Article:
Luxury resorts from Thailand to Germany to California are offering a range of detox fasting programmes aimed at weight loss and well-being, but the "health" factor remains open to question.
Shunning food for religious or spiritual reasons has existed for centuries, as during Ramadan, Lent or Yom Kippur for instance.
Advertisement"Practised the way it's practised within this framework, it's probably no sillier than anything else and in any case is part of a respectable philosophical approach," said nutritionist Jean-Claude Melchior.
"But to ask people to pay to starve themselves is another matter," he said. "It's ethically scandalous to exploit someone's naivety in order to pocket their cash."
From low-cost fasting in a tiny room in sea-swept western Britanny (France) to an all-liquid diet at Desert Hot Springs (US), or a riverfront in Bad Ems (Germany) or beach spa in Thailand ... offers are all over the web, from several hundred to several thousand euros (dollars) a shot.
In Europe dieting holidays often fall short of a total fast, which involves drinking nothing but water, instead offering fruit juices or vegetable broths that are easier to handle without medical supervision.
But the nutritional intake may be as little as one broth a day or juice diluted with water.
Can this really be good for you?
"Fasting has many positive effects," said Adrien Reygade, who runs a centre aimed at giving guests "a health makeover, a break in routine", an alternative to a stay in a thalassotherapy centre.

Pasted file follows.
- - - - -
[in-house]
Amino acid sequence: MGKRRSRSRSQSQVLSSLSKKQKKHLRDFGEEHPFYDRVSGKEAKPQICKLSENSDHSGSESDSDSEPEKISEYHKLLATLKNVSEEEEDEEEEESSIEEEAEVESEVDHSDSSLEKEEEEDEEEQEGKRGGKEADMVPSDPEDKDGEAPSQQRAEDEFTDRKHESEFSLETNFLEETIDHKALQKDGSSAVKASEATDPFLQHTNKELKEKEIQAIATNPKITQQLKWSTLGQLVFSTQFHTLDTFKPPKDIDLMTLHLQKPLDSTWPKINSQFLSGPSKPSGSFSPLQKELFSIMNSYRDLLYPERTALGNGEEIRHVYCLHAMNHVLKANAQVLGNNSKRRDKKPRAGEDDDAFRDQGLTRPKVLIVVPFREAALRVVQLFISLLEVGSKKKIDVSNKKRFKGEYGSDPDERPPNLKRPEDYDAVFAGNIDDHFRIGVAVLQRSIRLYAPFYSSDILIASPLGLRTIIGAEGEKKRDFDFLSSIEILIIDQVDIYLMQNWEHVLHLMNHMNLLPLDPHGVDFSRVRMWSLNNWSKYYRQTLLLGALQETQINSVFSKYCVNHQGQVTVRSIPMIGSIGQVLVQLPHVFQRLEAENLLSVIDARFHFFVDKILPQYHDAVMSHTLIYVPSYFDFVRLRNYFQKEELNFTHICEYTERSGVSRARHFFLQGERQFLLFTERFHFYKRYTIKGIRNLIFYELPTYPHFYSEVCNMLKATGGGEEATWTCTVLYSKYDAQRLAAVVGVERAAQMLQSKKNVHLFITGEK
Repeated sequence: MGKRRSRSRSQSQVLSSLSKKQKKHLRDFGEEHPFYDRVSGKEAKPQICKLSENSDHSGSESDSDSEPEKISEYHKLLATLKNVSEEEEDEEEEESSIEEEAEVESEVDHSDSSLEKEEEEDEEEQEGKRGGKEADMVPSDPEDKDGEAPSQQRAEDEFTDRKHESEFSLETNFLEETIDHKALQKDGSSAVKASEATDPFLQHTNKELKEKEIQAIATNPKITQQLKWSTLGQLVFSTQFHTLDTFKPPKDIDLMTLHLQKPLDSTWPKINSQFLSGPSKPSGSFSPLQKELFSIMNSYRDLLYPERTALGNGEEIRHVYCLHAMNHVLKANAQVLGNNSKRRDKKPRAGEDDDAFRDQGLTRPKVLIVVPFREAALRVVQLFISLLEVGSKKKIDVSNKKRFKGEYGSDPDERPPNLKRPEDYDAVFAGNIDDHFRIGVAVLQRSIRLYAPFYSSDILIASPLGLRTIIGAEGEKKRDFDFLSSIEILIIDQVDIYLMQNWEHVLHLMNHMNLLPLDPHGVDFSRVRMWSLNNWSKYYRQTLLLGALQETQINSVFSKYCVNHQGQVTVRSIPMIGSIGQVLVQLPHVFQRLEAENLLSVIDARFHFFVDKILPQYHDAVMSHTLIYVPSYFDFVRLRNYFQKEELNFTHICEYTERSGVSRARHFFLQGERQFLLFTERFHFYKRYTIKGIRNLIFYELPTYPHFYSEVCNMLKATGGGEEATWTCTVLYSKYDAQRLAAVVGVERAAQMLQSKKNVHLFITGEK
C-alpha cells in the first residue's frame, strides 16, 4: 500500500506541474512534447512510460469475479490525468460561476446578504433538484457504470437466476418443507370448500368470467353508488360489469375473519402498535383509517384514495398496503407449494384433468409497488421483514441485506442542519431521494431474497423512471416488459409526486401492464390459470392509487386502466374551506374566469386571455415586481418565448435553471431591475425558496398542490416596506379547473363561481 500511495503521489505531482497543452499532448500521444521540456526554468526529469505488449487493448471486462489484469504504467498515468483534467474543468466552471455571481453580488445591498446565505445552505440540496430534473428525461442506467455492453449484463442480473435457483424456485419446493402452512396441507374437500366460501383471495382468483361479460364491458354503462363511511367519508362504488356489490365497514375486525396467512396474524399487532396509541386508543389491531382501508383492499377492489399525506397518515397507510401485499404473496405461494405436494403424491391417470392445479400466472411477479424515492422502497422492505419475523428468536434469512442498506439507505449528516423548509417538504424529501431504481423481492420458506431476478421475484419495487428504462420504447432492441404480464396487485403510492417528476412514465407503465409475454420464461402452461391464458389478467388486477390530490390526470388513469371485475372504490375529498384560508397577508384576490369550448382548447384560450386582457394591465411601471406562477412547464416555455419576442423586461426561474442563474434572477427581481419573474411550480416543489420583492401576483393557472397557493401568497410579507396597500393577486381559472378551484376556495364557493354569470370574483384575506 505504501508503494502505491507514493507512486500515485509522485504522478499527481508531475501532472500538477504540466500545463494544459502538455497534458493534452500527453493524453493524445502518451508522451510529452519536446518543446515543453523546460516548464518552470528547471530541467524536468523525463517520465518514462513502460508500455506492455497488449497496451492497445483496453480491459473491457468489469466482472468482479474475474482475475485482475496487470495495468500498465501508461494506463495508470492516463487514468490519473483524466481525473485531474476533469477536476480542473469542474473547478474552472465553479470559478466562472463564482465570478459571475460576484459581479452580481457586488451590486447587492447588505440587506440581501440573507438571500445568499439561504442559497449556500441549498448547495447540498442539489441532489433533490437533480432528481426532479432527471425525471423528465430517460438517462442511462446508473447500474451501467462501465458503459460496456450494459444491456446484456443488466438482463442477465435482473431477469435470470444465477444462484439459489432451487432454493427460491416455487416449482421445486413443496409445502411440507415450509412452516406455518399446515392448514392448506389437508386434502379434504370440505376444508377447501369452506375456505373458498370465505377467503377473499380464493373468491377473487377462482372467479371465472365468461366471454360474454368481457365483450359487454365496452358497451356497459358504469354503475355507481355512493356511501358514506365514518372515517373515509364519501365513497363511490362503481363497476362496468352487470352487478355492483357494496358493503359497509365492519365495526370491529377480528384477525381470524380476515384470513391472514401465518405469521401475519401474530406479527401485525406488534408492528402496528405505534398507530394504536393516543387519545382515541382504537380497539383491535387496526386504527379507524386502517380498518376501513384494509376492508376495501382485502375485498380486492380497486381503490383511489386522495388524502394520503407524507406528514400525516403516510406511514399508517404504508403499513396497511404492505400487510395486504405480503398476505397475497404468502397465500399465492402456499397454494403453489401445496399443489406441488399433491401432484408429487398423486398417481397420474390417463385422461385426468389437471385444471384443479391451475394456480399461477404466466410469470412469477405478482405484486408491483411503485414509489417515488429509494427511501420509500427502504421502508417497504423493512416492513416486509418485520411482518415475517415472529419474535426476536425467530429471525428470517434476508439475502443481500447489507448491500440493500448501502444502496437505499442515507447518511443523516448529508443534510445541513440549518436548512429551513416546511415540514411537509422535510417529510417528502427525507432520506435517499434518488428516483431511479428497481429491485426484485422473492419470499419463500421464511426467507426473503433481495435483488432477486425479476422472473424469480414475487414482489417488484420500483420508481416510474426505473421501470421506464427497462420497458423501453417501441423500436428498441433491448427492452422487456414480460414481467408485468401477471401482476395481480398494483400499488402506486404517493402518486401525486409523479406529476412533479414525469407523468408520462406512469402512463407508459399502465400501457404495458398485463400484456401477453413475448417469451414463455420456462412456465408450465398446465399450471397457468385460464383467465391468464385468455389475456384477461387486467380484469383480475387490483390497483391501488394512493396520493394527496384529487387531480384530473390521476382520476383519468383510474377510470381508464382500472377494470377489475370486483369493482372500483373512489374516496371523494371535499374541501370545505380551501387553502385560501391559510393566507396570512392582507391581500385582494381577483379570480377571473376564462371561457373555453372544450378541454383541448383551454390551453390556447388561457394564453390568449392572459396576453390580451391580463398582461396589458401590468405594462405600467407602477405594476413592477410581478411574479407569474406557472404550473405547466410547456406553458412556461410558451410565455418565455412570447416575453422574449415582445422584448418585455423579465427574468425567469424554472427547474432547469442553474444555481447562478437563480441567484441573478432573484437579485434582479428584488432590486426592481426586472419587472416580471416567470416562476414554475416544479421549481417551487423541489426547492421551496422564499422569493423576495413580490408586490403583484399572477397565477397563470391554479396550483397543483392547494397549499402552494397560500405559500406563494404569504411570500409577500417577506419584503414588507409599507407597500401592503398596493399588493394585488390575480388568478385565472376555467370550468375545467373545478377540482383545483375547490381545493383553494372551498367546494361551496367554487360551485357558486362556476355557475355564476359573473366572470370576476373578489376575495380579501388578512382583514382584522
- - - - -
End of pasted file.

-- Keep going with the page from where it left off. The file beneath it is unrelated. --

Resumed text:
The key word for many fasting adepts is "detoxification", or cleansing the body of toxins and impurities. "This also has secondary benefits," added Reygade, citing improved vision and improved body movement.
But nutritionist Melchior downplayed claims that fasting could be good for you "as there is absolutely no proof", and said going without food could even "cause an imbalance in regulating nutritional intake."
As to the current fad for fasting while trekking, Melchior said it was potentially dangerous because there was a major risk of hypoglycaemia."
After fasting for around 12 hours, he said, there is no glycogen left in the liver which means it becomes impossible to feed sugar into the bloodstream "should the muscles, brain or any other organ suddenly increase sugar intake" -- which is the case when the body speeds up or makes an intense effort.
"Trekking improves the body's ability to detox," countered Daniele Cazal, a Frenchwoman who organises "fast and trek" tours overseen by a naturopath.
"There are no risks," she said. "It's not as if you were doing military training."
"You feed on other things, on the country views."
But one of the pioneers of the fasting fad in France, Desire Merien, said organisers of the fasting and trekking tours needed to go softly-softly to avoid alarming the authorities.
"People should avoid excess," he said. "There are extremists too in the world of natural health."
The country's inter-ministry group tracking sects is currently keeping on eye on the fasting/trekking fad because of the potential threat to those in poor health.
And both nutritionists and naturopaths agree that fasting cannot be a cure for a poor daily lifestyle.
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